The Atlas Performing Arts Center has been a wonderful addition to our neighborhood, one I’ve enjoyed often as a patron attending plays there. But if it weren’t for my work evaluating grant requests, I never would have been to a performance of their Theatre for the Very Young series. One Saturday last spring, though, I joined several dozen toddlers and their parents, baby sitters, big sisters and brothers in a circle on the floor. Together, we took a trip to an imaginary island where we found music and bubbles, colored lights, sonorous seashells and flying fish. I can’t wait to take my grandson to a show like that. It’s nice to know there will very likely be one at the Atlas next time he’s here.

Rosetta Brooks has been a friend for years. She grew up on Capitol Hill, attended Howard University, and for over twenty years has been the Artistic Director of the dance studio at St. Mark’s Episcopal church where I worship and have participated in the liturgical dance program. Each year Rosie applies for a small grant to cover expenses of dance classes she offers at an after-school program run by her friend, Joanne Buford. It’s for children in local schools whose families might not have the means to offer them lessons in music, karate or dance. The space is donated by Capitol Hill Methodist Church and Rosie teaches the kids ballet and jazz dance. She pays herself a small stipend per class and at the end of the year, she uses the rest of the grant money to buy costumes for a short recital. “The program gives these kids a shot at something cultural, something that enhances their lives,” Rosie says. “If it enhances their lives then it is going to enhance the community. I grew up here and it’s my way of giving back.”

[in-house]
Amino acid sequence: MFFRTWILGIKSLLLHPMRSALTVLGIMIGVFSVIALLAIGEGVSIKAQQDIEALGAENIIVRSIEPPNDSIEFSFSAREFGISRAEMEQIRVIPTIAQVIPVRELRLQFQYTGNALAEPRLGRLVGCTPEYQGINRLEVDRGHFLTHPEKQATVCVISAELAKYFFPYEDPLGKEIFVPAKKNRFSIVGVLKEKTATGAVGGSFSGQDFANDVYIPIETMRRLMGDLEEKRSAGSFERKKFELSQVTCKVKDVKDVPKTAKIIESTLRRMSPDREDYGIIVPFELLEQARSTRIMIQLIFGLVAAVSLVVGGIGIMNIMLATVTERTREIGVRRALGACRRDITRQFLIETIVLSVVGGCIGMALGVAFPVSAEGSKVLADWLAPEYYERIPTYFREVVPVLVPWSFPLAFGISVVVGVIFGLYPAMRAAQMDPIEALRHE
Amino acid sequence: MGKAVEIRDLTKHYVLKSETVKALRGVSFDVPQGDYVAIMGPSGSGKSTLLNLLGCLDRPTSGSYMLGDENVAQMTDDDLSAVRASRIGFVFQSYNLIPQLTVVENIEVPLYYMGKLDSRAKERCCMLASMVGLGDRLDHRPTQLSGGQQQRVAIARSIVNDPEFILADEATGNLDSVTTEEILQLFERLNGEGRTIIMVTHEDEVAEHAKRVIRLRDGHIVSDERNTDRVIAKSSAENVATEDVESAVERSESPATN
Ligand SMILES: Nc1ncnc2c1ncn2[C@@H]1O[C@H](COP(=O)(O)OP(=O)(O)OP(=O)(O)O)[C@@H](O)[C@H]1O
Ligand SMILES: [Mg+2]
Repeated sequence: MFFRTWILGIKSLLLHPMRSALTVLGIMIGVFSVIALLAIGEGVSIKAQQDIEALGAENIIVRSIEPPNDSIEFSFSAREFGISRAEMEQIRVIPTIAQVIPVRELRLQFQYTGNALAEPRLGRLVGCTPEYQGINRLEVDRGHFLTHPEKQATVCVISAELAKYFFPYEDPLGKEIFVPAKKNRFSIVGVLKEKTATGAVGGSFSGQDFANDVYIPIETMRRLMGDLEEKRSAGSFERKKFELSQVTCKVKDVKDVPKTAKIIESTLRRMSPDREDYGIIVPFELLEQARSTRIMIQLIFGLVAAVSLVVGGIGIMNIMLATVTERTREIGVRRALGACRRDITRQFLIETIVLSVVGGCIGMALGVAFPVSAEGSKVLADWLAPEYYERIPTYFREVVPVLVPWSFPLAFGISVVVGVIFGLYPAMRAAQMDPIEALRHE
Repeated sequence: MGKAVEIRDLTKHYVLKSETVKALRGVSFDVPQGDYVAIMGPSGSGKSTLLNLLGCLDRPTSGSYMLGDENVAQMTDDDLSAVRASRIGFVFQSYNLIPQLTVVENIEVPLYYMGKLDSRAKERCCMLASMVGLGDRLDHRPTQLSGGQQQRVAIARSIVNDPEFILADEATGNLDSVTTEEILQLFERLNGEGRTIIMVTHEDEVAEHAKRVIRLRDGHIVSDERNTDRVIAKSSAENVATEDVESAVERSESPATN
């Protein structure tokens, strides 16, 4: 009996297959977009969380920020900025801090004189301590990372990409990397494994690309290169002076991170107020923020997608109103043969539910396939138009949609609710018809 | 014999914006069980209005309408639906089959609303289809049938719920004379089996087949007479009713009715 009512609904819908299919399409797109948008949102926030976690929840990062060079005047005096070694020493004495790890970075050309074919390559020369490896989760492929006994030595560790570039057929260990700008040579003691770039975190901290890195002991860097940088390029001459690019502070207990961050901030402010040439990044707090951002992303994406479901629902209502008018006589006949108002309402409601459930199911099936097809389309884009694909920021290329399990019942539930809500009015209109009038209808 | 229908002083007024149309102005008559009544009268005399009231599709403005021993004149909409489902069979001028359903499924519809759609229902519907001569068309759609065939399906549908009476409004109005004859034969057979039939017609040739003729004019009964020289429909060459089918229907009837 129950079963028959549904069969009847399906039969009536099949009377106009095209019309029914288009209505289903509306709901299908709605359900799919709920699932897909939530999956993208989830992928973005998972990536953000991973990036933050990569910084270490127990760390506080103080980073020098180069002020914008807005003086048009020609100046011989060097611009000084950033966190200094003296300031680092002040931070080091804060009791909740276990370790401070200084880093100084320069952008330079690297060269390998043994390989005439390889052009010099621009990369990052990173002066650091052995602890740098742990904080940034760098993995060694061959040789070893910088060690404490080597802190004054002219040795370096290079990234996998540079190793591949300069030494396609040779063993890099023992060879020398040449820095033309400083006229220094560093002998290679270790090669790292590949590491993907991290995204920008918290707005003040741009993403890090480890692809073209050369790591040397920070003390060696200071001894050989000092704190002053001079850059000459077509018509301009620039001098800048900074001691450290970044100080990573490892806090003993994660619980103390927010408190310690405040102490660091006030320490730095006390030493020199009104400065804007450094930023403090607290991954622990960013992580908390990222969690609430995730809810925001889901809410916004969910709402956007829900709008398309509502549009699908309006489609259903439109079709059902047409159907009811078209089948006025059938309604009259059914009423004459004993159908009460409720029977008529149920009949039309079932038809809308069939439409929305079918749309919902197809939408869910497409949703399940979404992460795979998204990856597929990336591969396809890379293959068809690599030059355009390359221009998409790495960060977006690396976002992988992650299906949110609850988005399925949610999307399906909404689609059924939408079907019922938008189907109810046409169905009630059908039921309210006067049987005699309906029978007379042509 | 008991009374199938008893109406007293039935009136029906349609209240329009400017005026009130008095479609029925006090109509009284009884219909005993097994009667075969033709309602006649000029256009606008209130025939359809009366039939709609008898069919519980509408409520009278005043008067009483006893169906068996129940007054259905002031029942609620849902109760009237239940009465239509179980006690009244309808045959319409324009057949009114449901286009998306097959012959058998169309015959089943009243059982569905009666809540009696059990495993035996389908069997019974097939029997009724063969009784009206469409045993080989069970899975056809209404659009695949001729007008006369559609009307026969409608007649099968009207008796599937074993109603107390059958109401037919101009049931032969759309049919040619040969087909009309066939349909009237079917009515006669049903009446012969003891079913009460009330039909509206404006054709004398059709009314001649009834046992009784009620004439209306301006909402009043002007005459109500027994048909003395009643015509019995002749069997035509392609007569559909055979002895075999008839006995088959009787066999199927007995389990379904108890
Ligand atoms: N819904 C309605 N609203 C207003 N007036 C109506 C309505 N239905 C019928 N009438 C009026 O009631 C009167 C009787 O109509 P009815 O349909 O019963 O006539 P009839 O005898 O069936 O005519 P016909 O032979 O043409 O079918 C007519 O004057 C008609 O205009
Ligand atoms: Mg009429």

One Thursday afternoon this fall I went to Payne Elementary school at 14th and C Streets, SE where students from Eastern High School were tutoring second and third graders in phonics and reading, supervised by a graduate student in special education from the University of Maryland; a young man who works at Eastern as an educational aide; and one of the Payne teachers. The tutors, tenth graders, many of whom struggle with academics themselves, earn $40 a week for the two sessions they spend preparing lesson plans with their supervisors and the two sessions a week with their tutees. Their pride in what they do is evident. Mark Hecker, who created the Reach, Inc. program two years ago, reports that all the tutors he started with last year are back for a second year; they find satisfaction in helping the younger children and being respected for it. And, of course, their own skills improve too. I listened while lead tutor Rashaan explained the phonics worksheet and watched the children scramble excitedly to follow his directions. When I left, they were working one-on-one with tutors, reading a poem by A.A. Milne. “Halfway up the stairs isn’t up, and isn’t down. It isn’t in the nursery, it isn’t in the town.” I was so sorry I had to go. I couldn’t stay to hear them answer the question about the line “all sorts of funny thoughts, run around my head.” I would have loved to hear them talk about the funny thoughts in their heads.

The Capitol Hill Community Foundation can encourage programs like these because of generous support from individual donors. The term “foundation” is perhaps misleading, implying a large endowment, an unlimited source of funds. But in fact, each year we must raise the money we give away to the community. All the foundation’s work is done by volunteers so every dollar given goes out to the community as a grant.  It was one of those fundraising letters, quite a few years ago, that got me into this and if you get one, perhaps it will pique your interest. And, of course, even if you don’t get a letter, you can still donate to support these and other worthwhile programs. Find out how at www.capitolhillcommunityfoundation.org!

Stephanie Deutsch is a long-time Hill resident and Chairman of the grants committee of the Capitol Hill Community Foundation.